CMS Final Rule Revises LTC Requirements for Arbitration Agreements

PUBLISHED: Jul 18, 2019
Relevant to: Long Term Care

The U.S. Centers for Medicare and Medicaid Services (CMS) has published a final rule, “Medicare and Medicaid Programs; Revision of Requirements for Long-Term Care Facilities: Arbitration Agreements” (CMS-3342-F), effective September 16, 2019. The final rule revises the requirements for arbitration agreements when they are used by long-term care (LTC) facilities to resolve disputes with their residents.

Background

On October 4, 2016, CMS published in the Federal Register a final rule titled, “Reform of Requirements for Long-Term Care Facilities” (81 FR 68688). The rule faced immediate legal challenges from the American Health Care Association (AHCA) and a group of affiliated nursing homes and due to those challenges, CMS had not yet begun to enforce the rule. This new final rule replaces the 2016 rule.

Final Rule Revisions to Arbitration Requirements

Highlights of requirements in the new final rule include:

  • LTC facilities may not require that a resident or his or her representative sign an agreement for binding arbitration as a condition of admission to, or as a requirement to continue to receive care at, the facility.
  • LTC facilities are required to ensure that the agreement is explained to the resident or his or her representative in a form and manner that he or she understands, including in a language that he or she understands, and that the resident or his or her representative acknowledges that he or she understands the agreement.
  • The arbitration agreement must allow for the selection of a neutral arbitrator agreed upon by both parties and a venue that is convenient to both parties.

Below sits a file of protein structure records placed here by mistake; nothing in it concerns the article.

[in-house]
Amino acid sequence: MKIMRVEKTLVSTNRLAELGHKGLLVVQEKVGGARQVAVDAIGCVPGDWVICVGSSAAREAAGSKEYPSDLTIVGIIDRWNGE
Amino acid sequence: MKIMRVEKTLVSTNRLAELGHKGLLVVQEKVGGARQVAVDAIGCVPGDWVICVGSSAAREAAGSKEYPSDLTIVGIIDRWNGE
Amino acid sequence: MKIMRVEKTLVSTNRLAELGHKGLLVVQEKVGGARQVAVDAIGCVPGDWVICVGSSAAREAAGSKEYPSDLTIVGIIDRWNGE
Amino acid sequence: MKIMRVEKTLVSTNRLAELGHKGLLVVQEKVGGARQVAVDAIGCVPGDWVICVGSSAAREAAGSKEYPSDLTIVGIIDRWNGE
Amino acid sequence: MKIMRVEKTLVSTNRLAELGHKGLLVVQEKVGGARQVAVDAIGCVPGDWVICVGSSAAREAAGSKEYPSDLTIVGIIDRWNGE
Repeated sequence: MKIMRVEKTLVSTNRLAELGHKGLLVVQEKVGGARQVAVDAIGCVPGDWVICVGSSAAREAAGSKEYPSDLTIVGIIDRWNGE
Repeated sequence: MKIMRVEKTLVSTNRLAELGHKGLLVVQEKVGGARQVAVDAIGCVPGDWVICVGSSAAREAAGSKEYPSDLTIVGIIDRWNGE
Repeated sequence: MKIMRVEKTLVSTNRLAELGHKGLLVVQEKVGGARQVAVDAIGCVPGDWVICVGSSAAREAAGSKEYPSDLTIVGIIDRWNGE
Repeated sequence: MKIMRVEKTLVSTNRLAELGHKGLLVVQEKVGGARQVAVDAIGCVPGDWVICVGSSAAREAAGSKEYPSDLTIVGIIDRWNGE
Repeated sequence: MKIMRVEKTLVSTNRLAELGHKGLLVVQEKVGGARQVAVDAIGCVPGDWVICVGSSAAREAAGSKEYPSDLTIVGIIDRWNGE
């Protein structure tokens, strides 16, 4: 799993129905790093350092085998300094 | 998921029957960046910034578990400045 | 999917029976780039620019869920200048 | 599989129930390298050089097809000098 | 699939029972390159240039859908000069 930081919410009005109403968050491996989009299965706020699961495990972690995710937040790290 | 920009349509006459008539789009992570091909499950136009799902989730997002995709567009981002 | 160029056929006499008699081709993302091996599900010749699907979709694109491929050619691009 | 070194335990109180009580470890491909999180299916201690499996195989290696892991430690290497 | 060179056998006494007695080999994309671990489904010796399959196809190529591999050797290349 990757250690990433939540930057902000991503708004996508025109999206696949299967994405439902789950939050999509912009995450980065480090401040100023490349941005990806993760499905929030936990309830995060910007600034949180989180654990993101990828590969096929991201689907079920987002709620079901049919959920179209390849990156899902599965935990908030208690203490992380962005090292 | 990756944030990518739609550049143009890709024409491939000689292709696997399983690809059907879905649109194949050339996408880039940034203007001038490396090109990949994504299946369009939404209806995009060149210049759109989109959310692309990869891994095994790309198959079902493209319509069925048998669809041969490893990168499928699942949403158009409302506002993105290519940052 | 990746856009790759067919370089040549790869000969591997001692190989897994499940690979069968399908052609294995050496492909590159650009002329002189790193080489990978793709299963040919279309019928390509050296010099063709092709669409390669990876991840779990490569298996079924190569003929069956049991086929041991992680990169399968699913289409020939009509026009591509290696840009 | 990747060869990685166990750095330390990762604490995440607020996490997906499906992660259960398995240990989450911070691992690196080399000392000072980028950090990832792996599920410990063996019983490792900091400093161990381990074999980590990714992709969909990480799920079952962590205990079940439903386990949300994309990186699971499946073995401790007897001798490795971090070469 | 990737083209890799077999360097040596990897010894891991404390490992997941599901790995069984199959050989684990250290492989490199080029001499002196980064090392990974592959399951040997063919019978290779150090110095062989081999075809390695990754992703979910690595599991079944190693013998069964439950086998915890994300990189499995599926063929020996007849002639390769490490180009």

• The arbitration agreement does not contain any language that prohibits or discourages the resident or anyone else from communicating with federal, state, or local officials, including Federal or state surveyors, other federal or state health department employees, or representative of the Office of the State Long-Term Care Ombudsman.
  • LTC facilities must retain copies of the signed agreement for binding arbitration and the arbitrator’s final decision for 5 years after the resolution of any dispute resolved through arbitration with residents and make these documents available for inspection upon request by CMS or its designee.

According to CMS, the agency chose to not include the following proposed requirements in the final rule:

  • The use of plain language in the arbitration agreements. CMS deemed this requirement as unnecessary due to other requirements finalized in the rule.
  • Required posting of a notice regarding a facility’s use of binding arbitration. CMS deemed this requirement as unnecessary due to other requirements finalized in the rule.

Included with today’s StayAlert! Notice is an example policy addressing considerations for use of arbitration agreements. LTC organizations should consult with their legal counsel prior to implementing such agreements. Also included is an example policy addressing resident rights.

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